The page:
Similarly: All we have to do to prove that the history of modern man (or possibly how we date strata) is different than is currently perceived is to find a fossil like that of a human hand or foot.  Having accomplished that difficult task, scientists instead continue to place such information on a shelf, label it as “problematica” and continue in their unyielding views; perhaps because the reality is far too troublesome.

Now how do you suppose a ‘human looking’ print became impressed in material that would be coal some15 million years later?   The correct answer may be: The imprint was made much more recently and the formation of coal does not really take millions of years (modern science does not support this) . . . One alternative is that there were people or something that would pass as people traipsing about in bare feet15 million years ago . . . Another possibility is simply that time travelers went back in time and inadvertently left behind a print, or it could just be an elaborate hoax.

You’re apt to see a human footprint on practically any beach or patch of mud these days but a footprint that’s obviously from the anatomy of a modern human being; fossilized in stone or coal that’s estimated to be 15 million years old or more is not a common find. 

Just what do you presume we are to make of these reported finds? Here’s just a few best guesses:
  • Intelligent humans date a lot further back than we realize. 
  • Other intelligent beings and civilizations that were likely humanoid existed on earth far beyond today’s historical record.  
  • Our dating methods are far from being accurate, which would indicate that stone, coal and fossils form much quicker than we think.

If you think fossils are the only items that are routinely placed into the problematica category you’re wrong; that fallacy was ‘brought to light’ right here on a related topic “A Catastrophic Theory of History” a few months ago (October 14, 2012).  So, it’s not that unusual to find objects you might find in a typical workshop or machine shop scrap bin. They’re obviously manufactured but this assortment of metal eyelets, spirals, springs, and other metal objects have been found in layers of sediment dated as much as 100,000 years old! I’d guess it was really hard to locate a good metal foundry in those days.

Thousands of such objects / products; some measuring as small as 1/10,000th  of an inch in diameter were discovered during gold mining operations in the Ural Mountains of Russia as recently as the 1990’s. They were recovered from a depth between 3 and 40 feet in layers of earth dating back to the upper Pleistocene era, these very unusual objects are therefore thought to be anywhere from 10,000 to 125,000 years old.

Somewhere in the Mazong Mountains of China, rock collector Zhilin Wang found a hard black rock that was embedded with a metal rod of unknown origin and purpose. The rod reportedly has screw-like threads, suggesting that it was a manufactured item of some sort. By adding the fact that it was buried in the ground long enough for rock to form around it suggests that it must be several million years old.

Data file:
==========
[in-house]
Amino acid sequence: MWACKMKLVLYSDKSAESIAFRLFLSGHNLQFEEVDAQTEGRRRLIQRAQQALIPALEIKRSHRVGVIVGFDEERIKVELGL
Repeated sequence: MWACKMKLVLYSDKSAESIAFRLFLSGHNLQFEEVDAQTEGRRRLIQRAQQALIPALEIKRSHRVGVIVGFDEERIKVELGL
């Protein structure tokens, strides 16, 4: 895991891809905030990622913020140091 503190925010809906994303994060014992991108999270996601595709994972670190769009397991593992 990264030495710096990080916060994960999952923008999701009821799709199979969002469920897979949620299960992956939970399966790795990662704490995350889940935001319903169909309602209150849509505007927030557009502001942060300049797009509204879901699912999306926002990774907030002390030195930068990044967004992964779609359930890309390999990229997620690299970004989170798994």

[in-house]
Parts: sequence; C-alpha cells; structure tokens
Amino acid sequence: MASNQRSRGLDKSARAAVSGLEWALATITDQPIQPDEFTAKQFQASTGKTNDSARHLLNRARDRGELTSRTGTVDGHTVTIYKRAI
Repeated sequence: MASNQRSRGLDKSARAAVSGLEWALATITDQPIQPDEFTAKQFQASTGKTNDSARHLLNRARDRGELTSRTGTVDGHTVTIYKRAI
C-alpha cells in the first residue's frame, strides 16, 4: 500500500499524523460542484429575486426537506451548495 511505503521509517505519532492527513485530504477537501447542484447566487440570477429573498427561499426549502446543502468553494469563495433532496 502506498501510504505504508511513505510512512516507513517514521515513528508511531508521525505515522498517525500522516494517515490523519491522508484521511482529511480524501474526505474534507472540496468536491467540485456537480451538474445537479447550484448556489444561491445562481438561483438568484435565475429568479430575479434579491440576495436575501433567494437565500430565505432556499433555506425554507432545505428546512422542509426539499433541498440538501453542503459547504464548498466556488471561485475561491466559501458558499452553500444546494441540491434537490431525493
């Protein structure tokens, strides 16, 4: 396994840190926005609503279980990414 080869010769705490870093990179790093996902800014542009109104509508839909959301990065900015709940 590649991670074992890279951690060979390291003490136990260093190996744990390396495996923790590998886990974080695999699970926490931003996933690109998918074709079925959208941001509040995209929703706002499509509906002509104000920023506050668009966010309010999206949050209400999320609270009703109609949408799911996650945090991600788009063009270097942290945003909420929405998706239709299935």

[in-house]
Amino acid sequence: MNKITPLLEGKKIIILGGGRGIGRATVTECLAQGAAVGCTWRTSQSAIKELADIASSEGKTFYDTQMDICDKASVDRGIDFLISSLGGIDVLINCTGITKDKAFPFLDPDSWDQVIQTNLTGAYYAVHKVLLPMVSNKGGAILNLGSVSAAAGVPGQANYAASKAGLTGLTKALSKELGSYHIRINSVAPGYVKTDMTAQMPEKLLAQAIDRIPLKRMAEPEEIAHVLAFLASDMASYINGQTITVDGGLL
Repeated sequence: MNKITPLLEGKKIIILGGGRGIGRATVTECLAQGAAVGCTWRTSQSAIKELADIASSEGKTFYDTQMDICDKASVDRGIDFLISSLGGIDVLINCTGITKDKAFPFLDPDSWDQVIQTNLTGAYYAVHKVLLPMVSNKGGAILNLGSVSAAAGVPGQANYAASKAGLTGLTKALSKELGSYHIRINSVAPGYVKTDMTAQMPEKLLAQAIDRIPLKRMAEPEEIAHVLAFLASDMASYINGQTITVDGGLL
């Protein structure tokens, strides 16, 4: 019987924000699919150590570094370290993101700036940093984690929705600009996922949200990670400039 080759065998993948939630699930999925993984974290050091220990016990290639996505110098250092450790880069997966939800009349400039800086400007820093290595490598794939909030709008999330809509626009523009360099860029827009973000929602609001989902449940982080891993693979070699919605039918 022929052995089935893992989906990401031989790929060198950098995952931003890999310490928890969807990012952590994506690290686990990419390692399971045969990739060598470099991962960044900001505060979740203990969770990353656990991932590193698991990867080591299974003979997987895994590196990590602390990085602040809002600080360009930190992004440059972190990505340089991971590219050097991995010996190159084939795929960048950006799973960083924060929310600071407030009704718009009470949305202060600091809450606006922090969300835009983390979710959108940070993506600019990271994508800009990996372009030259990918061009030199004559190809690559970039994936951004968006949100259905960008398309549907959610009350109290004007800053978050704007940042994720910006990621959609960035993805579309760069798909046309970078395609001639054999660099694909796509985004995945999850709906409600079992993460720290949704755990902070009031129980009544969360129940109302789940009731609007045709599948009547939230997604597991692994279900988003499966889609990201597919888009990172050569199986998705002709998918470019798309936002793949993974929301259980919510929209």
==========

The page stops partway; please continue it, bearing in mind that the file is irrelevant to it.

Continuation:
At least one theory suggests that the rock and rod’s origin is a meteorite that fell to Earth from space.  How else can we explain a stone that appears to have formed around a mysterious metal rod?

Would you believe this is not an isolated case of metal screws being found within solid rock; several reports suggest many others have been found, a few examples:

1. In the early 2000’s, a strange rock was found in the suburbs of Moscow, Russia. It was embedded with two screw-like objects.
2. Another rock found in Russia, when subjected to a routine X-ray analysis, was found to have eight screws deep inside it! 

The biggest problem evoked in the examples cited here is that humans were not supposed to have been around 65 million years ago (or more) when the dinosaurs roamed, much less, folks who could work metal.   But if that’s true, how on earth can science explain oval shaped metallic tubes dug out of 65-million-year-old Cretaceous chalk formations in France?   Before that seemingly unbelievable factoid escapes you, think about these additional reports: In 1885, a block of coal was split open which revealed a metal cube obviously worked by someone other than the dinosaurs; in 1912, an employee at an electric plant in Arkansas, broke apart a large chunk of coal which reveal an iron pot!   If such reports were few and far between, perhaps such events could be described as rare anomalies, but there are many, many more such, shall we say irregularities?

Do you believe such reported discoveries are strong enough evidence that proves a long-lost but advanced civilization that we’re unaware of?  If not, who would you guess was around to create such baffling objects, time travelers or someone ‘from a planet far, far away’?  The alternative to one or the other of those choices suggests an awful lot of elaborate hoaxes.  

Sources:                                                                                                                                                                                                                                                                                                                                                                                             ,or.r_gc.r_pw.r_cp.r_qf.&bvm=bv.41018144,d.b2I&biw=1138&bih=475&bs=1&um=1&ie=UTF-8&tbm=isch&source=og&sa=N&tab=wi&ei=Vwj2UMq6ItTurAHpuoDIAQ&q=human%20handprint%20fossil%20in%20public%20domain&tbo=d